Although you would hardly know it today, Baltimore was once a city of streetcars. Crackling densely across the city’s center like fissures in old pavement and then sprawling thinly outward into the suburbs, a map of old streetcar lines is like a guide to what, to this day, constitutes “Baltimore” and what does not. Lay that map over the contemporary city and marketers might find a guide to where to send Orioles and Ravens adverts versus those for the Washington teams to the south and Philly’s to the north.
Baltimore is hardly unique in this sense. Most major and even middle-tier American cities had extensive streetcar networks throughout the first third of the twentieth century. Though in many cases smaller geographically then today’s rambling, partly suburban cities, early twentieth-century urban centers were large enough to need some form of transportation network long before the automobile had extended its imperious reign across the nation.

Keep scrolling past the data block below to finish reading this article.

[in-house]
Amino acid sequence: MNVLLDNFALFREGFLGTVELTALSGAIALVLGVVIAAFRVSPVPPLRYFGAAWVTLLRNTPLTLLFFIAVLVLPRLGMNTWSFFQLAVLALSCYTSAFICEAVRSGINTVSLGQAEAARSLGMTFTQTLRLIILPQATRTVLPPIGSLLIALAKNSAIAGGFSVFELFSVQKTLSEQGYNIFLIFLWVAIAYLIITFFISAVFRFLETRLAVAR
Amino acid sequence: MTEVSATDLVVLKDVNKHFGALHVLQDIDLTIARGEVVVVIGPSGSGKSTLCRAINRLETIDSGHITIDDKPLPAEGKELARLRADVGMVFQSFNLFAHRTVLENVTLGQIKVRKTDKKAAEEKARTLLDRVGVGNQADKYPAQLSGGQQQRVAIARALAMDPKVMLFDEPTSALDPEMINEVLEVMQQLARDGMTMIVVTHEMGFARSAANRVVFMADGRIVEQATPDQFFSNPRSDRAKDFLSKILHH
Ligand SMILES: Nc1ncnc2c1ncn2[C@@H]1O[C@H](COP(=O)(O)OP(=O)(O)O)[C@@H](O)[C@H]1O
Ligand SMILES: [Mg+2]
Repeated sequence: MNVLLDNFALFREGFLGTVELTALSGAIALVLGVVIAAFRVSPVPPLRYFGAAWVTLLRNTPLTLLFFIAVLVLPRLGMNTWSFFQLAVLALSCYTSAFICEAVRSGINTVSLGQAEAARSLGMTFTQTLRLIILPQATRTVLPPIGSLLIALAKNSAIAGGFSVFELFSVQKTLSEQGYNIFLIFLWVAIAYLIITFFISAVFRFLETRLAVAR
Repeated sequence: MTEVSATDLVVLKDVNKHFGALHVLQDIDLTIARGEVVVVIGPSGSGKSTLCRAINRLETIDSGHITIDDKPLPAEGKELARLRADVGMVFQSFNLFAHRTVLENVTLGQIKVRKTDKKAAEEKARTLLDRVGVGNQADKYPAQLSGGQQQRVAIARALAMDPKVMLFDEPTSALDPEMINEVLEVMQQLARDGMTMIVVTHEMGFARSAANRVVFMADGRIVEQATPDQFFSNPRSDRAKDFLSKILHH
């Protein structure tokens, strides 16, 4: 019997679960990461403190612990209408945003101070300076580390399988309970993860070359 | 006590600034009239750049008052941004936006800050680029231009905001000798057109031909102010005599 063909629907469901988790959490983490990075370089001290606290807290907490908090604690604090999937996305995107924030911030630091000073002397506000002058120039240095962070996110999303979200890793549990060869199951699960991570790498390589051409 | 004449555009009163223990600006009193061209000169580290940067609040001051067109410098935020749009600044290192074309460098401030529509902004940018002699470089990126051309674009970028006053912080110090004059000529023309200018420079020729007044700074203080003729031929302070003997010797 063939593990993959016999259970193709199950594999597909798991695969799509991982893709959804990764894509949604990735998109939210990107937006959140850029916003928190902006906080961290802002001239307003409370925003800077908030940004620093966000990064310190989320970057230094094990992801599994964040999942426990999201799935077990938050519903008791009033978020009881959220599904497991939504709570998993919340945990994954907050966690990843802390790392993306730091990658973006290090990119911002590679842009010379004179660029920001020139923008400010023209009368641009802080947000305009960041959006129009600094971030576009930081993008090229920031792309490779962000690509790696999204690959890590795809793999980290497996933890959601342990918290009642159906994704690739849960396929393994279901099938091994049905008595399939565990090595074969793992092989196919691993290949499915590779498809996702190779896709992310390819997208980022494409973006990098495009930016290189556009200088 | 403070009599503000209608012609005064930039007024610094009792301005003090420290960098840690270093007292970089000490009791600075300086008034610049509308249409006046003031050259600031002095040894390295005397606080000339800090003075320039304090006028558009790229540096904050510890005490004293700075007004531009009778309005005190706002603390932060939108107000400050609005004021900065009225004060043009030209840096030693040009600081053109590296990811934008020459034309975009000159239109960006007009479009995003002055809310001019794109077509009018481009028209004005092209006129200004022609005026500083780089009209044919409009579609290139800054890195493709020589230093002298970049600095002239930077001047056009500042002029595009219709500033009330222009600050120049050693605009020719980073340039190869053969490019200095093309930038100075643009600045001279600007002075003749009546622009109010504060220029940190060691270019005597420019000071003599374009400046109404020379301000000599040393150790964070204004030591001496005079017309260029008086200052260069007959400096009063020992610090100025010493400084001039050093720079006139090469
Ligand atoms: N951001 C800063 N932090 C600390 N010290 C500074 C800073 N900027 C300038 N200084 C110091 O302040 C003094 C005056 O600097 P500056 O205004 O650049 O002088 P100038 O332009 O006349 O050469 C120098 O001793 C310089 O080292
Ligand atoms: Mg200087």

Horses drew the cars first. The tracks in the street reduced the burden on the animals, allowing them to pull much larger carriages than before and therefore charge less than privately hired cabs. Although this democratized urban transit in a new way, horses were not without their drawbacks. They dominated cities in the way cars and trucks would later. Walking into a nineteenth-century American city was a challenging sensory experience, and horses provided many of the most malodorous notes (as well as the prospect of being run over). Their waste and their carcasses—often left lying on the side of the street like garbage during a sanitation strike—contributed not just smells but various microbial terrors to urban life. Contrary to what one might think, the invention and implementation of the locomotive actually increased the use of horses in the United States, as once goods and people were off the train there was no alternative but the horse for local point-to-point transport.